- the municipality.
- Provincial Sales Tax on Mortgage Insurance. If your mortgage is insured (CMHC or Genworth Financial), the taxes on the premium are paid at closing.
- Land Survey Fee or Title Insurance Fee. Expected cost: $600-$900 for a new survey
Surveys are usually required by lenders. Most lenders today will accept title insurance (which costs less) in lieu of a land survey.
- Title Insurance
Title Insurance is growing in popularity in Canada. But what does it cover? The following risks are usually covered under a title insurance policy:
- Survey irregularities
- Forced removal of existing structures
- Claims due to fraud, forgery or duress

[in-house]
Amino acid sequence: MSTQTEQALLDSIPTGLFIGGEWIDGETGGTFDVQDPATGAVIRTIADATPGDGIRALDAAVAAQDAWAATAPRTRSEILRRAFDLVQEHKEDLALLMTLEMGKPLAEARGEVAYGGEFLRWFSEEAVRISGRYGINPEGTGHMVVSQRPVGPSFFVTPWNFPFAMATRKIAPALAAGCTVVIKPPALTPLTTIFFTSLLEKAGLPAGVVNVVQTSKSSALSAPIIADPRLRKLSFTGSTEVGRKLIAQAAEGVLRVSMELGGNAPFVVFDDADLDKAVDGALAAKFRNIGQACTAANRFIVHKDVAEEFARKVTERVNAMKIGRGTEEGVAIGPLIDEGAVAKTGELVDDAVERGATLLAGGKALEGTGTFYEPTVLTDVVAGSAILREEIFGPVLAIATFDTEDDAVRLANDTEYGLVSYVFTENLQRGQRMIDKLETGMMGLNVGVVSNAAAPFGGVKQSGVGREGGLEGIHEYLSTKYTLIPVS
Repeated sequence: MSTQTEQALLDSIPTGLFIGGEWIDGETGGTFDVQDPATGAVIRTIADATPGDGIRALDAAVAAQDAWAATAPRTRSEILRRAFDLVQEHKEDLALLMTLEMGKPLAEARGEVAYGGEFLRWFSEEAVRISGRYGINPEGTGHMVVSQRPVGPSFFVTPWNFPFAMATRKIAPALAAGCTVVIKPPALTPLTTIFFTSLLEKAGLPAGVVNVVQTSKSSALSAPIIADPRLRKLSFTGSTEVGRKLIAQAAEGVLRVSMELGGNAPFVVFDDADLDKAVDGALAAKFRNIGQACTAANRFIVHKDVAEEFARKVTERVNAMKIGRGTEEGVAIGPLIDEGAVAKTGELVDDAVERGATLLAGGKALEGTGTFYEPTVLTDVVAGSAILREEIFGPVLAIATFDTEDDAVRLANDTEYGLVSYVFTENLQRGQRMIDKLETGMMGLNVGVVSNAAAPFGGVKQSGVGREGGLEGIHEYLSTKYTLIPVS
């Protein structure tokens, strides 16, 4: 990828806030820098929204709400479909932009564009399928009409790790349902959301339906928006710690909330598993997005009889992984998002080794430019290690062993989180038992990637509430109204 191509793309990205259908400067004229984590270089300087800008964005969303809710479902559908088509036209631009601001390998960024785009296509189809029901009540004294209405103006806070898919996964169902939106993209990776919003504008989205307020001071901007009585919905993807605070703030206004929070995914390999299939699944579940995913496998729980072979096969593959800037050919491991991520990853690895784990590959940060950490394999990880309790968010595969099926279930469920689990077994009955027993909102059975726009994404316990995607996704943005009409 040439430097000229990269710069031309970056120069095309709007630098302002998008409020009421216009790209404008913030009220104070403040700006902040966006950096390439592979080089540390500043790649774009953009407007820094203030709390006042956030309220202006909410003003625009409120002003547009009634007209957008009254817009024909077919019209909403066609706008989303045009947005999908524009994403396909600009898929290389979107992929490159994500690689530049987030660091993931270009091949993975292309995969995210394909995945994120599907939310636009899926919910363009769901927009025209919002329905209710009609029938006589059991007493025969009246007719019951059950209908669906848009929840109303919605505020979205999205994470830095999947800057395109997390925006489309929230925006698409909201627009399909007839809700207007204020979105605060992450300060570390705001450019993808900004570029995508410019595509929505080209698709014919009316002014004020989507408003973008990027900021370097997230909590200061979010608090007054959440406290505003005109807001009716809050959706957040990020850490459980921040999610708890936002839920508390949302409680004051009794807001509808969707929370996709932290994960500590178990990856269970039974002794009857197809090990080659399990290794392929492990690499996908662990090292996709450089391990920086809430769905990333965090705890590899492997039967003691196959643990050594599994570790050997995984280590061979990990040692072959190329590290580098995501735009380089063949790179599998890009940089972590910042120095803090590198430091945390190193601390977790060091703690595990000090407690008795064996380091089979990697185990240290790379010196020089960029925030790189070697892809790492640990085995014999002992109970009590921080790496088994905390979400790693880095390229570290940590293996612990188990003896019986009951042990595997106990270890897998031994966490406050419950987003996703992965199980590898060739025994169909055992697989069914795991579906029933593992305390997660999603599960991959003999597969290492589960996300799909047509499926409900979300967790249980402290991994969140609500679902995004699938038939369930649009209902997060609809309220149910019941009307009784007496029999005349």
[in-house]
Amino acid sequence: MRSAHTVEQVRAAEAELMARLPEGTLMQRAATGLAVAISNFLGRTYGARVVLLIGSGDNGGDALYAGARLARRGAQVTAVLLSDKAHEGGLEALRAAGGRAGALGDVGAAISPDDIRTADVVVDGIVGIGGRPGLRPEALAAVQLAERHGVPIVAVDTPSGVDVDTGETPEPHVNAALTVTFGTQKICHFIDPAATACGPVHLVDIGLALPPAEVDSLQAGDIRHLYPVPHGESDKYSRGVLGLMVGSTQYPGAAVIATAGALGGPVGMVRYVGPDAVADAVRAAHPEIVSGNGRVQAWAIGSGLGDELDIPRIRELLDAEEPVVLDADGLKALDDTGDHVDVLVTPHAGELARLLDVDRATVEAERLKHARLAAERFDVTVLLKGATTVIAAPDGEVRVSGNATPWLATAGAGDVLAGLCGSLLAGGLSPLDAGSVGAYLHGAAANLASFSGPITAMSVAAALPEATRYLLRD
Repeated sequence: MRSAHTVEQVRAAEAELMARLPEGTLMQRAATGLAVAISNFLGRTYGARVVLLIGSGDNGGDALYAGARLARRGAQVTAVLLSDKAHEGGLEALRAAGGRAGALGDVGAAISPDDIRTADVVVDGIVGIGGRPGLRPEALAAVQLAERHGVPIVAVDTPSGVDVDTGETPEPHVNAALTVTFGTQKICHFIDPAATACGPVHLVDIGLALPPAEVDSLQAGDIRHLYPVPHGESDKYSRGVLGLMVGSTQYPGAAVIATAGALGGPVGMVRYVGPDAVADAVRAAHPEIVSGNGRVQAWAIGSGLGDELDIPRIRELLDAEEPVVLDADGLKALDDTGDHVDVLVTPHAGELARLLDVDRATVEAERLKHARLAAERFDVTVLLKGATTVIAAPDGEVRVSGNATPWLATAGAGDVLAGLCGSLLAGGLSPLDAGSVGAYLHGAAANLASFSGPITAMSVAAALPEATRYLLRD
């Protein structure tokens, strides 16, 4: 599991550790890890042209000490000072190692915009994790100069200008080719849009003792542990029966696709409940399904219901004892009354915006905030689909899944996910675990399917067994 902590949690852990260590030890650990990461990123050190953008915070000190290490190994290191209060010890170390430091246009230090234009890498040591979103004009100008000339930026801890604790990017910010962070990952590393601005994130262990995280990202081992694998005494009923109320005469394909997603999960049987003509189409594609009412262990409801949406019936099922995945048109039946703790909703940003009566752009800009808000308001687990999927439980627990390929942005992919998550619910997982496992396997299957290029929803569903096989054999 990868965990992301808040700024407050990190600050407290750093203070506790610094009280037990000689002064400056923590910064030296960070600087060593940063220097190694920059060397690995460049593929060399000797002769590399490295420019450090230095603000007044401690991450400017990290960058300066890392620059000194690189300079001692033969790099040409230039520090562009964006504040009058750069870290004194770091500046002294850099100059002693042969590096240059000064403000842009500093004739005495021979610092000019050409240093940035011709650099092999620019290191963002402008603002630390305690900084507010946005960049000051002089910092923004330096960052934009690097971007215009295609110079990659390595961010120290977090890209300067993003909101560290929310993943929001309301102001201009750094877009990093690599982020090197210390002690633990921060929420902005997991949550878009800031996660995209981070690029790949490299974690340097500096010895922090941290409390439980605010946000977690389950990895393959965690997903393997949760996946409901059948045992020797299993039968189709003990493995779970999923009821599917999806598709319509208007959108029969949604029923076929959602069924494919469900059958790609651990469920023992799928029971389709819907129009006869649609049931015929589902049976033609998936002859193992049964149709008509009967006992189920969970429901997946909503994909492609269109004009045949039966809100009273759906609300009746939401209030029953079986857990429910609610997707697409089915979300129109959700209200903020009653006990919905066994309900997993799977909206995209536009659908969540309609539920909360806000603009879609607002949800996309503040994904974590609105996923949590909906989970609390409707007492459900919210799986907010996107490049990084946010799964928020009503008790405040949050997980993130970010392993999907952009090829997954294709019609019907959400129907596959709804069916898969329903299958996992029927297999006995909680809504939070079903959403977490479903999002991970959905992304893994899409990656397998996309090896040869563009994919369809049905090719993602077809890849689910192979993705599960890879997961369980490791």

- Unregistered easements and rights of-way
- Lack of pedestrian or vehicular access to the property
- Work orders
- Zoning and set back non-compliance or deficiencies
Talk to your lawyer for more detailed information about what risks are covered and what are excluded, and whether title insurance is right for you.
- Legal Costs and Disbursement
Lawyer and notary services costs including drafting the title deed, mortgage preparation, property searches, registrations and supplies.
- Land Transfer Tax
Most provinces charge a land transfer tax which is payable by the buyer. This amount varies by province. First time home buyers purchasing a new or resale home may be entitled to a refund.
- New Home Warranty
In most provinces, new homes are covered by the New Home Warranty Program. The purchaser pays for this warranty. It provides that should a builder default or fail to build to an agreed-upon standard the fund will finish or repair the deficiencies to a maximum amount. Full details at Tarion.com.